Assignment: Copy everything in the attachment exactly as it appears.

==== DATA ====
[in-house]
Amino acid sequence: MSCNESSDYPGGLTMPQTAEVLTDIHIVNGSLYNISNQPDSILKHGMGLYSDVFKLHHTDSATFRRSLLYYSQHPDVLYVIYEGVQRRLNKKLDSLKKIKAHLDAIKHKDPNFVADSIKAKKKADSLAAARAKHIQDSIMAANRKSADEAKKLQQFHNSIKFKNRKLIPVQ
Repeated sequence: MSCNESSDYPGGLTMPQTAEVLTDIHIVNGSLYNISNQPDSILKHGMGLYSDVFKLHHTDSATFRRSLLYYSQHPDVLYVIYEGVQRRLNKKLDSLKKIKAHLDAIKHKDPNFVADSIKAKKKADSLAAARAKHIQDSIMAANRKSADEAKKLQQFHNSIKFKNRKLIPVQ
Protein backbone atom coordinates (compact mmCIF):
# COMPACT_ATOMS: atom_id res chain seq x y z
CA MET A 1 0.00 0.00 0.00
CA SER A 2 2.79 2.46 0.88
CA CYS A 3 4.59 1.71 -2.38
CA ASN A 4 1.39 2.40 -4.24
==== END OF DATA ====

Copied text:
[in-house]
Amino acid sequence: MSCNESSDYPGGLTMPQTAEVLTDIHIVNGSLYNISNQPDSILKHGMGLYSDVFKLHHTDSATFRRSLLYYSQHPDVLYVIYEGVQRRLNKKLDSLKKIKAHLDAIKHKDPNFVADSIKAKKKADSLAAARAKHIQDSIMAANRKSADEAKKLQQFHNSIKFKNRKLIPVQ
Repeated sequence: MSCNESSDYPGGLTMPQTAEVLTDIHIVNGSLYNISNQPDSILKHGMGLYSDVFKLHHTDSATFRRSLLYYSQHPDVLYVIYEGVQRRLNKKLDSLKKIKAHLDAIKHKDPNFVADSIKAKKKADSLAAARAKHIQDSIMAANRKSADEAKKLQQFHNSIKFKNRKLIPVQ
Protein backbone atom coordinates (compact mmCIF):
# COMPACT_ATOMS: atom_id res chain seq x y z
CA MET A 1 0.00 0.00 0.00
CA SER A 2 2.79 2.46 0.88
CA CYS A 3 4.59 1.71 -2.38
CA ASN A 4 1.39 2.40 -4.24